Adopting new technology can significantly help advisors, potentially providing both greater efficiency and improved productivity, but many advisors continue to be resistant to new tech, according to research firm Cerulli.
Advisory firms that are “heavy” technology users “tend to be larger and better-resourced practices whose scale affords them the ability to better take advantage of technology solutions,” the company said in its tech-focused Cerulli Edge — U.S. Asset and Wealth Management Edition for October.
“Technology may also make them more efficient, therefore allowing them to achieve scale,” the report said, adding: “Average practice productivity increases as technology use expands, suggesting that technology plays a role in improving productivity” also.
“It’s a virtuous circle — technology begets growth and growth begets increased adoption,” according to Marina Shtyrkov, a Cerulli senior analyst.
One of the most significant findings of Cerulli’s study was that most advisors did not use technology extensively, focusing only on several core tools with moderate outcomes, it said.
Cerulli estimated that, as of 2019, 40% of advisor-managed assets were held by “medium” tech adopters— practices that incorporated tech tools for financial planning and investment research, in addition to a client portal and customer relationship management, but used minimal technology in addition to that.
Client portals were used by 43% of “light” tech users, 87% of medium tech users and 95% of heavy tech users, while CRM was used by 41% of light users, 84% of medium users and 93% of heavy users, Cerulli said.
Lower down on the advisor usage chart were: Cybersecurity (40% of light users, 78% of medium and 99% of heavy users), e-signature (42%, 70% and 95%, respectively), compliance (21%, 63% and 89%), risk analytics (6%, 39% and 74%), and rebalancing (15%, 37% and 76%).
Thirty-six percent of advisor practices heavily embraced technology and controlled 46% of asset market share, Cerulli said. Average practice productivity increased as tech use expanded, suggesting investment in tech pays off for advisors.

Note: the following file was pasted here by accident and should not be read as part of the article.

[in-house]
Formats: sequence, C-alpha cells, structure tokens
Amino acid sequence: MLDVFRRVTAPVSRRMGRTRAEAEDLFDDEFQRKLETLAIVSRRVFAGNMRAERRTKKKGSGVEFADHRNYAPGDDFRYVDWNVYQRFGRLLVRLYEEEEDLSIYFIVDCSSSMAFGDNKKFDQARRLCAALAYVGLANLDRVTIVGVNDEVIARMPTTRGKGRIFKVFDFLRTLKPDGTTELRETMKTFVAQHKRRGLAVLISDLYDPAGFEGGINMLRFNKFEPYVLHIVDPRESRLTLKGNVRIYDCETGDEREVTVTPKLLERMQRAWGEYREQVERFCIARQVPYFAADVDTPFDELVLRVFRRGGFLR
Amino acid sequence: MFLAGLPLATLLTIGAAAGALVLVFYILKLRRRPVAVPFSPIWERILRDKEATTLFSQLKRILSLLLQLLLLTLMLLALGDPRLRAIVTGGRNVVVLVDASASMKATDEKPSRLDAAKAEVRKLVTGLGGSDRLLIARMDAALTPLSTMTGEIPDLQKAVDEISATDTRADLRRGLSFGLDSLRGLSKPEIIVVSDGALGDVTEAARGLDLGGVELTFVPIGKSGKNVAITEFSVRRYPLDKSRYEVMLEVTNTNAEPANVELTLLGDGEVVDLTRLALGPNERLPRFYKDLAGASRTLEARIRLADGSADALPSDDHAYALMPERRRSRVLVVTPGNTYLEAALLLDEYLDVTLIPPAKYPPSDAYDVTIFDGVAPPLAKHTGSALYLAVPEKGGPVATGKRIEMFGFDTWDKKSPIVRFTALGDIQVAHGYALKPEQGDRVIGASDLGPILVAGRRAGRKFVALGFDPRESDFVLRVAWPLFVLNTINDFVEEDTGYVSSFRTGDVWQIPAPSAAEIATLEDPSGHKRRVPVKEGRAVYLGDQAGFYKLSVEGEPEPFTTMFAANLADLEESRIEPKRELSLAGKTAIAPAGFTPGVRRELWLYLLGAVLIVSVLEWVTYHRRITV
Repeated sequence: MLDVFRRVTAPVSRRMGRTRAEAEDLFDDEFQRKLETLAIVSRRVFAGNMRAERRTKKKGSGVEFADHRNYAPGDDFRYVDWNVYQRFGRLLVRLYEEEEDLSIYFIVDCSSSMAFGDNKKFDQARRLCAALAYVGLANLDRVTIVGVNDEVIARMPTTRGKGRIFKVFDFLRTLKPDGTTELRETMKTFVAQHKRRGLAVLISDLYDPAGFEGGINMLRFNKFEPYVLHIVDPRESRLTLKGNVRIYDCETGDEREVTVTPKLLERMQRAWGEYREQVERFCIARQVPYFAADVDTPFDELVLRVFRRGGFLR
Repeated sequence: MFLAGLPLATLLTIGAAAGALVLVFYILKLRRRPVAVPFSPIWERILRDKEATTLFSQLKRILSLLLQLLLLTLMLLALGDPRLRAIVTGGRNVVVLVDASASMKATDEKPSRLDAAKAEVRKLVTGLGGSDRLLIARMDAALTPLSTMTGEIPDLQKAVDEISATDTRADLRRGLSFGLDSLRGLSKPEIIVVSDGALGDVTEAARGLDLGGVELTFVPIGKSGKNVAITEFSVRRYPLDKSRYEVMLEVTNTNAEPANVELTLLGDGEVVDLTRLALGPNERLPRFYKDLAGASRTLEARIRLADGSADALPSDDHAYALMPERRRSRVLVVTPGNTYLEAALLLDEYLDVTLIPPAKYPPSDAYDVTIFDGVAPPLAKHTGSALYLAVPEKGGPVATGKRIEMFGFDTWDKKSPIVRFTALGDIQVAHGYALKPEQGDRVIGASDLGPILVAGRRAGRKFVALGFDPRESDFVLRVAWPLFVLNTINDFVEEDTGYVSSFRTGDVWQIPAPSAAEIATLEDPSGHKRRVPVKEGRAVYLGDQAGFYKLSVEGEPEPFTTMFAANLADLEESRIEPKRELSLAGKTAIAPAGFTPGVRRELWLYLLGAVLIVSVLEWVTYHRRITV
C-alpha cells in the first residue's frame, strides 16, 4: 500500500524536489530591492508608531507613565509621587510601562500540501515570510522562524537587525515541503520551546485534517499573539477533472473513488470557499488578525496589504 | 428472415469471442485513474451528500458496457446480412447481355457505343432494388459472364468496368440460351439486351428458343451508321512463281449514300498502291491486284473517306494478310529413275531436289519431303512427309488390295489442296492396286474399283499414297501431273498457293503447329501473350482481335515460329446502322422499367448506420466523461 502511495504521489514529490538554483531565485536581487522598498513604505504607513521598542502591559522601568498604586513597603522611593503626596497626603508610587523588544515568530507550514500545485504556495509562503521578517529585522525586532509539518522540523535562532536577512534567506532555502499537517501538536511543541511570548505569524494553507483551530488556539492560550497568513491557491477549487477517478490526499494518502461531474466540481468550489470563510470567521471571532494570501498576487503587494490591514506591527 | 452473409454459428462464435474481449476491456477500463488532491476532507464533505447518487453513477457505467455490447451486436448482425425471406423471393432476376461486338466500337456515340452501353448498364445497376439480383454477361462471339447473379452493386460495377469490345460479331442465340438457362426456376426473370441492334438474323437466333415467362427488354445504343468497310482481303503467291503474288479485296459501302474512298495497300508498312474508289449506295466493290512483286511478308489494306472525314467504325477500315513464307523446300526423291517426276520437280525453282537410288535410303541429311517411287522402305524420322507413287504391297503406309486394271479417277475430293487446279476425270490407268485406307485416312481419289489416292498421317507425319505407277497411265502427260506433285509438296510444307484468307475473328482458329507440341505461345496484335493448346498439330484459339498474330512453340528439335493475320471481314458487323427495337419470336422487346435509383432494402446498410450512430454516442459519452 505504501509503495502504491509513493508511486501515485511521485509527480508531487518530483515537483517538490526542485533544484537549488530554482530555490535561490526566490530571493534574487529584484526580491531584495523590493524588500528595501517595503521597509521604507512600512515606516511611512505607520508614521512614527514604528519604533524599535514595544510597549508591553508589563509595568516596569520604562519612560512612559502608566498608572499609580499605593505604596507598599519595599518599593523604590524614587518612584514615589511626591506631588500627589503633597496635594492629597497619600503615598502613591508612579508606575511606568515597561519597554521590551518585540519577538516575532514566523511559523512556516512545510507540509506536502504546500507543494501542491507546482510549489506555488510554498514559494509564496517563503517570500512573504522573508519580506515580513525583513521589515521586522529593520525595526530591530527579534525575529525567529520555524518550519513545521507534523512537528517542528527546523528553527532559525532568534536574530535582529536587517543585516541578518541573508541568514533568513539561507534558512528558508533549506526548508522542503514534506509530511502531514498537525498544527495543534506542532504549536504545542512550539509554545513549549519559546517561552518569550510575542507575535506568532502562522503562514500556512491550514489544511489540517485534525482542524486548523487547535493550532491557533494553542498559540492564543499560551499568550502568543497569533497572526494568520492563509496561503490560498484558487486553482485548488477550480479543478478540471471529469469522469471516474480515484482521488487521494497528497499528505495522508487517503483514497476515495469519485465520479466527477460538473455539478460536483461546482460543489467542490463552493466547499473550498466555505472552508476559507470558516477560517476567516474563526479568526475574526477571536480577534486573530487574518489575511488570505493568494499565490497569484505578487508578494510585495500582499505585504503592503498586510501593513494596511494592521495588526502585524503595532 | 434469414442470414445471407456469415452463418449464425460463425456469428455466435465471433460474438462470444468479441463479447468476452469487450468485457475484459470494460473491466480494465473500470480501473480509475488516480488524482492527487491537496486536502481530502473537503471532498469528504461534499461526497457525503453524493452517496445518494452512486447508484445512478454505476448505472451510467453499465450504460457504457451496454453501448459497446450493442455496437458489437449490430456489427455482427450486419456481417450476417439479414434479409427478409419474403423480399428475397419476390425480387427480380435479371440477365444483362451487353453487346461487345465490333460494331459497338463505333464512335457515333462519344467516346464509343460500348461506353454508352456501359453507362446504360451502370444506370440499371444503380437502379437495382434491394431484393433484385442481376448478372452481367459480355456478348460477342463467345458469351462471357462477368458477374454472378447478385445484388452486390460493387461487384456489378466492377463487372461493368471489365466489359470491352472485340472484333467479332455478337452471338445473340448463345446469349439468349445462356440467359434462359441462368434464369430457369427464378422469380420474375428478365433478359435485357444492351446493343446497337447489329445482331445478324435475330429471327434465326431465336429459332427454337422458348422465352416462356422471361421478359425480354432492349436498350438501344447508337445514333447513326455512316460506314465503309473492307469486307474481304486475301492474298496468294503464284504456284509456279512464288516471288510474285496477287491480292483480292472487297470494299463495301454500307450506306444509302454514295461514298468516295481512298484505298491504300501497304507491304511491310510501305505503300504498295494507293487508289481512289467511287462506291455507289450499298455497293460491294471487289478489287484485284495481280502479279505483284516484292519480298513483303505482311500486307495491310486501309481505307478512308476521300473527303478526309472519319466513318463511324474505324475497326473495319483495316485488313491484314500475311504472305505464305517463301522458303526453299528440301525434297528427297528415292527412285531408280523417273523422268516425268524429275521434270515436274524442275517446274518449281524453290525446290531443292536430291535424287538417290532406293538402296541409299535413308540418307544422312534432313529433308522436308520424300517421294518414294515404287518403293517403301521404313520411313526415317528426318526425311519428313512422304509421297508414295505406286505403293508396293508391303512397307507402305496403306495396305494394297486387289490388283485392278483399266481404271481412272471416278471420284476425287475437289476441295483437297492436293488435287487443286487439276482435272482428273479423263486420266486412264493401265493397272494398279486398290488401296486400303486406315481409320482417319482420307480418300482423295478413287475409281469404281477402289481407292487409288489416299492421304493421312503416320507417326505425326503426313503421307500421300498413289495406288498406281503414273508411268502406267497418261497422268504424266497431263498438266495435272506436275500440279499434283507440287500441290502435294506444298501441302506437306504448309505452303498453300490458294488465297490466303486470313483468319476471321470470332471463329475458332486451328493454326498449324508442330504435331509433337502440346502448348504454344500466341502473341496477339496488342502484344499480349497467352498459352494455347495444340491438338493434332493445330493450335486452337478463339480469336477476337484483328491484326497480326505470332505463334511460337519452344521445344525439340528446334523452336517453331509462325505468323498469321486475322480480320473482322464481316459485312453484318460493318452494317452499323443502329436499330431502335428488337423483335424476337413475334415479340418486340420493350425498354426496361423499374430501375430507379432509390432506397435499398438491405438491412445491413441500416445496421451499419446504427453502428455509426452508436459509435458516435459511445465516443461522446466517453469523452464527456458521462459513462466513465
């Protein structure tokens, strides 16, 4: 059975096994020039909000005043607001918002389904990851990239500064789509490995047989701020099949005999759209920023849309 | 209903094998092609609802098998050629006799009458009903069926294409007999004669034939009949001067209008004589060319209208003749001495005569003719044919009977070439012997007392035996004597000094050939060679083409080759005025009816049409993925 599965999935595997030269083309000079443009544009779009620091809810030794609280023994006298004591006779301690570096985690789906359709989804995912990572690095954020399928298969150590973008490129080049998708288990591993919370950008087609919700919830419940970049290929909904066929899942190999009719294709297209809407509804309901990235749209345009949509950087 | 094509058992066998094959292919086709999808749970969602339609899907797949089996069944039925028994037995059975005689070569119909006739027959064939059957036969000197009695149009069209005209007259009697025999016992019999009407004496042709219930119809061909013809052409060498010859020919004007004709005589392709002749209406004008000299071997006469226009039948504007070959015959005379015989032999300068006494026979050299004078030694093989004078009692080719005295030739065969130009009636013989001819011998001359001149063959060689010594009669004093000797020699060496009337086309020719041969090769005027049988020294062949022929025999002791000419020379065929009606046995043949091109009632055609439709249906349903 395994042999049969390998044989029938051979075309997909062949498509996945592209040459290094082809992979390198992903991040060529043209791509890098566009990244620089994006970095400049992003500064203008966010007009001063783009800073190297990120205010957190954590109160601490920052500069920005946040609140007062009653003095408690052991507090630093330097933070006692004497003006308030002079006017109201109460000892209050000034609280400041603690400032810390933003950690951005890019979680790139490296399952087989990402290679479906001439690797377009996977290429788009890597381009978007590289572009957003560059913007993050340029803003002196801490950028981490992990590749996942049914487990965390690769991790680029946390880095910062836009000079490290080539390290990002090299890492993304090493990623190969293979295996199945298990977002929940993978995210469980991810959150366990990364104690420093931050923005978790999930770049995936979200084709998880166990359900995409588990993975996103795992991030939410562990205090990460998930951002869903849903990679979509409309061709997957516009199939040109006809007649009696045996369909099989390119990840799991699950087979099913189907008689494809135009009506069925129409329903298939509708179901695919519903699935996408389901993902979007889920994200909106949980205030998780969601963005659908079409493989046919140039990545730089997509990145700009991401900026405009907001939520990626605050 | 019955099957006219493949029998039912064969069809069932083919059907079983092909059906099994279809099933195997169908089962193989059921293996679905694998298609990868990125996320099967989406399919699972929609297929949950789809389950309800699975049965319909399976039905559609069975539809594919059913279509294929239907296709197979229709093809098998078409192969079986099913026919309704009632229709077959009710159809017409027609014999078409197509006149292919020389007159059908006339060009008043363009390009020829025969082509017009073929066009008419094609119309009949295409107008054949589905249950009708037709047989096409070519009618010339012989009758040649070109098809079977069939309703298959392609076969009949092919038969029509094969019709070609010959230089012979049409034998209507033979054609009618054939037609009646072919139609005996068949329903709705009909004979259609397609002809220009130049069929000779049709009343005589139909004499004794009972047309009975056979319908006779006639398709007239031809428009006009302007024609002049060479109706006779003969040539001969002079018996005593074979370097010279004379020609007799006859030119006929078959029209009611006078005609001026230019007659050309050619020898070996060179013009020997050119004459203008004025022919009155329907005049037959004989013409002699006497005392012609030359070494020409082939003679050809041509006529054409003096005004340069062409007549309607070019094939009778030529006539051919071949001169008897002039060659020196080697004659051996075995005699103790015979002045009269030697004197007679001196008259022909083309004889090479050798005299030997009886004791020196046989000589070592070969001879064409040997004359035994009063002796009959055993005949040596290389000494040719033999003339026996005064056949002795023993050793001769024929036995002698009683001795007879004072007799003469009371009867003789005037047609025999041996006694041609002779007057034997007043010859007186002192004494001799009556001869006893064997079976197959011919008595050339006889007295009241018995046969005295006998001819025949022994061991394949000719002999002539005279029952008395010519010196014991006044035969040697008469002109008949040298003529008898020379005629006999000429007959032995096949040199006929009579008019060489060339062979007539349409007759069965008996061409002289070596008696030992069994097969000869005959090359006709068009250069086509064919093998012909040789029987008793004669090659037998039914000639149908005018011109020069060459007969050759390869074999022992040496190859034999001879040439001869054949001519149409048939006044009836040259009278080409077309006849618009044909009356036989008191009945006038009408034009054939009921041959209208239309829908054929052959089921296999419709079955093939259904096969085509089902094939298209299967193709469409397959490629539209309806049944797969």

On average, advisors who were heavy tech users managed $239 million per practice, compared to medium users, who managed $183 million, and light tech users, who managed $106 million, according to Cerulli.
Along with productivity differences, advisors in heavy tech user practices were younger, with an average age of 48.9 years old vs. 52.4 years old for those in the light user group, Cerulli noted.
Tech providers stand to be more successful in getting more advisors to adopt their offerings if they decrease complexity, even if it means decreasing the breadth and depth of offerings in favor of greater simplicity, Cerulli said.
Advisors cited insufficient time to learn and implement as the top challenge to effectively using tech, with 68% of those polled considering it a moderate or major challenge. It was followed by: compliance restrictions (64%), high associated costs (57%), lack of support staff (54%), inadequate resources and training from a broker-dealer or custodian (52%), data security risks of third-party providers (50%), low return on investment (49%), legacy systems being incompatible (47%) and negative feedback from clients (29%), according to Cerulli.
The data was gathered as part of Cerulli’s annual process of surveying financial advisors and collected on a continuous basis throughout 2019, it said. About 2,000 advisor surveys were conducted last year, several in partnership with industry organizations including the Investments & Wealth Institute and The Financial Planning Association, according to Cerulli.